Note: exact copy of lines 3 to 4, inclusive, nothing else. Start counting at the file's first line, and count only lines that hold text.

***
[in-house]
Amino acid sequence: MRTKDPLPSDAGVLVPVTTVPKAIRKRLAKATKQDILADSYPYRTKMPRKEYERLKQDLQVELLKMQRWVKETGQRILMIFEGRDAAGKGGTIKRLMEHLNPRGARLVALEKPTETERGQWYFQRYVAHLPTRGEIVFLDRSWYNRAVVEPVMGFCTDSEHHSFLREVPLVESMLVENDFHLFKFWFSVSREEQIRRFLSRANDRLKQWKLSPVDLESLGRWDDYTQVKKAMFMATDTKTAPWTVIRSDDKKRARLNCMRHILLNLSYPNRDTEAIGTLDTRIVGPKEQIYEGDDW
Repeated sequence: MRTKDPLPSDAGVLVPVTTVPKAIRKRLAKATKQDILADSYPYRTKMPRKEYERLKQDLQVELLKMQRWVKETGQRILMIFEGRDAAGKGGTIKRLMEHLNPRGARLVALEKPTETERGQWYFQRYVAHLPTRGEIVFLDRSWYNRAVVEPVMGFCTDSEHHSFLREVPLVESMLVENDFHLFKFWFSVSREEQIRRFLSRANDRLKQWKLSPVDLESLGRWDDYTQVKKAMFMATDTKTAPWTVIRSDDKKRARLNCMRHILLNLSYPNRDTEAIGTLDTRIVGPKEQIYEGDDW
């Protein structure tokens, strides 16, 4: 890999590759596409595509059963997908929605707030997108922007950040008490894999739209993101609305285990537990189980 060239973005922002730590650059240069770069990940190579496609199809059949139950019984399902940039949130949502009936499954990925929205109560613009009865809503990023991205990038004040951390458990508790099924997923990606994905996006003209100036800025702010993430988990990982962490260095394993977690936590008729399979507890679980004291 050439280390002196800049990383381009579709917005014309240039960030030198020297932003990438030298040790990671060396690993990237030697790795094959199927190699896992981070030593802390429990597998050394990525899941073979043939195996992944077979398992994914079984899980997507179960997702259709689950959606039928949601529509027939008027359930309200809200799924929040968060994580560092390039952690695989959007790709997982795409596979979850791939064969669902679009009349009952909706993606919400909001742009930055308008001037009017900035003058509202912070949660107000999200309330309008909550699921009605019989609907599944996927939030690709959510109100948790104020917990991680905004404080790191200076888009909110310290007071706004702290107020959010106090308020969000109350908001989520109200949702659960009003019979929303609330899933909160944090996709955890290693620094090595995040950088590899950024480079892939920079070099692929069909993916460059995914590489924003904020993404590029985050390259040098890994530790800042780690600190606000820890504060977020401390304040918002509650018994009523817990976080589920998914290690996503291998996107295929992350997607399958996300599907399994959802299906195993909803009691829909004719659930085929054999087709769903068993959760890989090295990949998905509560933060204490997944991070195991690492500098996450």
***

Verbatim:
Repeated sequence: MRTKDPLPSDAGVLVPVTTVPKAIRKRLAKATKQDILADSYPYRTKMPRKEYERLKQDLQVELLKMQRWVKETGQRILMIFEGRDAAGKGGTIKRLMEHLNPRGARLVALEKPTETERGQWYFQRYVAHLPTRGEIVFLDRSWYNRAVVEPVMGFCTDSEHHSFLREVPLVESMLVENDFHLFKFWFSVSREEQIRRFLSRANDRLKQWKLSPVDLESLGRWDDYTQVKKAMFMATDTKTAPWTVIRSDDKKRARLNCMRHILLNLSYPNRDTEAIGTLDTRIVGPKEQIYEGDDW
């Protein structure tokens, strides 16, 4: 890999590759596409595509059963997908929605707030997108922007950040008490894999739209993101609305285990537990189980 060239973005922002730590650059240069770069990940190579496609199809059949139950019984399902940039949130949502009936499954990925929205109560613009009865809503990023991205990038004040951390458990508790099924997923990606994905996006003209100036800025702010993430988990990982962490260095394993977690936590008729399979507890679980004291 050439280390002196800049990383381009579709917005014309240039960030030198020297932003990438030298040790990671060396690993990237030697790795094959199927190699896992981070030593802390429990597998050394990525899941073979043939195996992944077979398992994914079984899980997507179960997702259709689950959606039928949601529509027939008027359930309200809200799924929040968060994580560092390039952690695989959007790709997982795409596979979850791939064969669902679009009349009952909706993606919400909001742009930055308008001037009017900035003058509202912070949660107000999200309330309008909550699921009605019989609907599944996927939030690709959510109100948790104020917990991680905004404080790191200076888009909110310290007071706004702290107020959010106090308020969000109350908001989520109200949702659960009003019979929303609330899933909160944090996709955890290693620094090595995040950088590899950024480079892939920079070099692929069909993916460059995914590489924003904020993404590029985050390259040098890994530790800042780690600190606000820890504060977020401390304040918002509650018994009523817990976080589920998914290690996503291998996107295929992350997607399958996300599907399994959802299906195993909803009691829909004719659930085929054999087709769903068993959760890989090295990949998905509560933060204490997944991070195991690492500098996450």